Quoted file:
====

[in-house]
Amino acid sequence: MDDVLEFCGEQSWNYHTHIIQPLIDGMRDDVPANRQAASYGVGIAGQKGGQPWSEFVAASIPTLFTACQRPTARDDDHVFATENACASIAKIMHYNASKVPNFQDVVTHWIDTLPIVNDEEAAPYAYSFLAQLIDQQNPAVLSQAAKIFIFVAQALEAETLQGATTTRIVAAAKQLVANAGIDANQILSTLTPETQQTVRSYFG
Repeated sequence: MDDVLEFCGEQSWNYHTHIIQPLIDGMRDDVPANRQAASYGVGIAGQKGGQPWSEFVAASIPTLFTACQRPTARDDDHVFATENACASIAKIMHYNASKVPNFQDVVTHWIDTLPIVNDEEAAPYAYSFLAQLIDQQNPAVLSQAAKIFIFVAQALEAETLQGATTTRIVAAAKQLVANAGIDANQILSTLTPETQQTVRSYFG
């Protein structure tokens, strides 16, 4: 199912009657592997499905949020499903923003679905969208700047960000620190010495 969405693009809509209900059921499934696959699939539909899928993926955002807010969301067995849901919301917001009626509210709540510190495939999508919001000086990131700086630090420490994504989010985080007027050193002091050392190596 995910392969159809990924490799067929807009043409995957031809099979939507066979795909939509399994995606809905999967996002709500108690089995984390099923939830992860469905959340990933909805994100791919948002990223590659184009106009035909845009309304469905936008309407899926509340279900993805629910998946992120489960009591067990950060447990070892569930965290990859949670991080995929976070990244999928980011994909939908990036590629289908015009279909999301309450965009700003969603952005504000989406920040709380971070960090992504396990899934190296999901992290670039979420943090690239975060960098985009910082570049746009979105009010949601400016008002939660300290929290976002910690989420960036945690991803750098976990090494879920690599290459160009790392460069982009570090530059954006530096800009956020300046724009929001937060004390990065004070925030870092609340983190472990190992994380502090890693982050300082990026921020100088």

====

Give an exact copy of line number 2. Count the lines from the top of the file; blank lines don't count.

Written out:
Amino acid sequence: MDDVLEFCGEQSWNYHTHIIQPLIDGMRDDVPANRQAASYGVGIAGQKGGQPWSEFVAASIPTLFTACQRPTARDDDHVFATENACASIAKIMHYNASKVPNFQDVVTHWIDTLPIVNDEEAAPYAYSFLAQLIDQQNPAVLSQAAKIFIFVAQALEAETLQGATTTRIVAAAKQLVANAGIDANQILSTLTPETQQTVRSYFG